George Shaw

29 May - 12 Jul 2015

© George Shaw
Oh What Fun We Had, 2014
Humbrol enamel on board (56 × 74.5 × 5 cm (22” × 29 1⁄4” × 2”))
The Last Days Of Belief
29 May - 12 July 2015

Go and catch a falling star,
Get with child a mandrake root,
Tell me where all past years are
Or who cleft the devil’s foot.
Teach me to hear mermaids singing,
Or to keep off envy’s stinging
And find
What wind
Serves to advance an honest mind.

Song: Go and Catch a Falling Star
John Donne

George Shaw began making the paintings of the landscape of his childhood in the mid 1990s. What is often mistaken for a nostalgic or sentimental reverie was in fact less a looking back as a holding on, a fear of the inevitable working of time. He was interested in routing this vagueness, this amnesia within the traditions of social realism with nods towards Mass Observation, Free Cinema and the Kitchen Sink drama as well as the paintings of the British neo romantic movement in the first half of the twentieth century. His paintings often show the council housing, municipal playing fields, shops and bus stops dwelling on the unseen and unrepresented. Shaw has spoken of the contrast between the legacy of modernist dreaming and the reality of living within such a dream, of the misrepresentation of contemporary working class experience and the mythology of regeneration. In his most recent work Shaw observes the landscape so familiar to him as an archaeological site rich with untold stories, human remains and the left overs of unknown rituals. Mounds of rubble that were once pubs or factories become earthworks, vandalized walls and signposts and unreadable graffiti are transformed into acts of devotion, and bonfires and burnt trees suggest some sacrificial ceremony. We are a witness to what the past chooses to return to us. For the most part these painted sites remain dark and the intentions of their creators obscure. He began using the Humbrol Enamel paints after discovering that they were used in the murder of a child by children. Shaw visits the same sites over and over. His earlier work used many of the Christian festivals as titles to suggest the marking of time. The Last Days of Belief is an exhibition of fourteen paintings making an allusion to both the Stations of the Cross and his first paintings in this body of work, Scenes from the Passion. In each painting the artist depicts man-made and natural objects or events in the landscape that may be interpreted as having a greater significance than was otherwise intended. Thus a mound of concrete and tarmac in a suburban street may be seen as a tongue-in-cheek monument that conjures up the spirit of Silbury Hill, the covered-up tagging on a gable-end assumes mystical unintelligible gravitas and just why are tree stumps in the woods arranged in circles? It is not too far fetched to think of the act of making the paintings themselves as having some ritual significance for each painting is curiously subtitled with a lyric from a song from 1980.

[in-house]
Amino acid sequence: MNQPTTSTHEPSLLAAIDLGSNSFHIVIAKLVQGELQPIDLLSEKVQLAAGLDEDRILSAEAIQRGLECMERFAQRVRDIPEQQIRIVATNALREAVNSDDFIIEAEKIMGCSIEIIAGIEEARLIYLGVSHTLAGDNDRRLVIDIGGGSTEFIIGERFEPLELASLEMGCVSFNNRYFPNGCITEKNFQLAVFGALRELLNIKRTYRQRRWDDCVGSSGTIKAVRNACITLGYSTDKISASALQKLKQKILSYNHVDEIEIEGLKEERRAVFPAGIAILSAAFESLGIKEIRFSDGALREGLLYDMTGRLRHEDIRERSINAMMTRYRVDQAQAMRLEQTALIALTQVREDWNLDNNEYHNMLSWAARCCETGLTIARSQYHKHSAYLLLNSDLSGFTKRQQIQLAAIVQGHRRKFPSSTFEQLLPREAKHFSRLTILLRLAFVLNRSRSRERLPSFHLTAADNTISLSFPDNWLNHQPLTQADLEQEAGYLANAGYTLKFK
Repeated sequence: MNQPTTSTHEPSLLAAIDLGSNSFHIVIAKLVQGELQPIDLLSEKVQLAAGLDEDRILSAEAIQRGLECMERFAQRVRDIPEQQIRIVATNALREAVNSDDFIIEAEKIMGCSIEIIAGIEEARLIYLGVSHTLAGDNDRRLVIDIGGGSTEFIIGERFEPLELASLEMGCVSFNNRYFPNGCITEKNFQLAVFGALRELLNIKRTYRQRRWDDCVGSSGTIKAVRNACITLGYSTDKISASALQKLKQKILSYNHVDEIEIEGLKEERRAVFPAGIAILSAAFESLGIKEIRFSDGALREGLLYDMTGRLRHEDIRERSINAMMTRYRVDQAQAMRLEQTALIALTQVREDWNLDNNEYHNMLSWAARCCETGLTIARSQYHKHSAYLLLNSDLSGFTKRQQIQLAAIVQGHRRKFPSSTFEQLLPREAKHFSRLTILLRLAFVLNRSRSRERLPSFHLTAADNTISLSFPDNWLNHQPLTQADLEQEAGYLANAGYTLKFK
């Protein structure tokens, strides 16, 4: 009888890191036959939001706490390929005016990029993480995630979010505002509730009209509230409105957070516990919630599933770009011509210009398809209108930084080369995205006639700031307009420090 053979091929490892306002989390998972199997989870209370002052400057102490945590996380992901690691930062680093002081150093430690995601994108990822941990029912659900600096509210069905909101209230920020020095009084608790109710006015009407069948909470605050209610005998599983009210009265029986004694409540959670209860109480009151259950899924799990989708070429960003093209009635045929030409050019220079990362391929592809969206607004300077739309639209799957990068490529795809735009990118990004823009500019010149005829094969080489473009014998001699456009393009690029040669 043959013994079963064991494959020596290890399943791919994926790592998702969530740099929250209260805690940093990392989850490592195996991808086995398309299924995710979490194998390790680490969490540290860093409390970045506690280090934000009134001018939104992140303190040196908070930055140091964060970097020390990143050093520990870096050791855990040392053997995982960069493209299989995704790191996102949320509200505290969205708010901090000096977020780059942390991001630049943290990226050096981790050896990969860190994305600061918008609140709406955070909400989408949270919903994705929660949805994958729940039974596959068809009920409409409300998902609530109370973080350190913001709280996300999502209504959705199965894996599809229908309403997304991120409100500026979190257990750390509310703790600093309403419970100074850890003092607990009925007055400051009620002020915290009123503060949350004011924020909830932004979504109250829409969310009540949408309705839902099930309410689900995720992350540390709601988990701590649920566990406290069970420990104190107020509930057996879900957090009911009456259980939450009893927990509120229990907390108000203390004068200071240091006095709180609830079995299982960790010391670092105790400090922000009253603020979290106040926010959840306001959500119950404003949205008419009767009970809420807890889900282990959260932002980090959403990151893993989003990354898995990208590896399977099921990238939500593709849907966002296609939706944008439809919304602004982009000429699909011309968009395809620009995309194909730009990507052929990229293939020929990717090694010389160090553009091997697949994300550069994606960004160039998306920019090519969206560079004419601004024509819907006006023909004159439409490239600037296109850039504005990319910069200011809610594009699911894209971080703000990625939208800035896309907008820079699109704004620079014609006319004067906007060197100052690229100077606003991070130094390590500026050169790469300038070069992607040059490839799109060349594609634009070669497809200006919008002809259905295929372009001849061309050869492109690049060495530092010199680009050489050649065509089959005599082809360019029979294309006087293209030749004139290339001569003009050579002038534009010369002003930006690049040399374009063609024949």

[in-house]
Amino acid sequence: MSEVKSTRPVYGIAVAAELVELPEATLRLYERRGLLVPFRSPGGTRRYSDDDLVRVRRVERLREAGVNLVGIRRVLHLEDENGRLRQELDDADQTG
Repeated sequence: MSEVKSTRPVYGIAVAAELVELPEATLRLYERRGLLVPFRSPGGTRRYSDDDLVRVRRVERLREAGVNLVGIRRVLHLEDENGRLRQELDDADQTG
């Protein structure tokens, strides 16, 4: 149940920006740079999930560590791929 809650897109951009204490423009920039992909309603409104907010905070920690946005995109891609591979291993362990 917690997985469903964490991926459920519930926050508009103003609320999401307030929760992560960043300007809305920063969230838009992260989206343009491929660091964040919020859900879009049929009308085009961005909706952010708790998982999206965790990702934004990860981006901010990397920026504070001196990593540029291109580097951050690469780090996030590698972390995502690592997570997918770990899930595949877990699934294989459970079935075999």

‘My world is missing the old world monuments to birth, death, the bits in-between and the bigger bit afterwards. Such things were not woven into the landscape of my youth. Stonehenge or Avebury, impressive as they are, remain second hand goods worn down by time and worn out by use, symbolic of what is no longer there. They are monuments to amnesia. I’m burying the bodies as always and piling up the shit and unanswered questions against my own disappearance.’

George Shaw.

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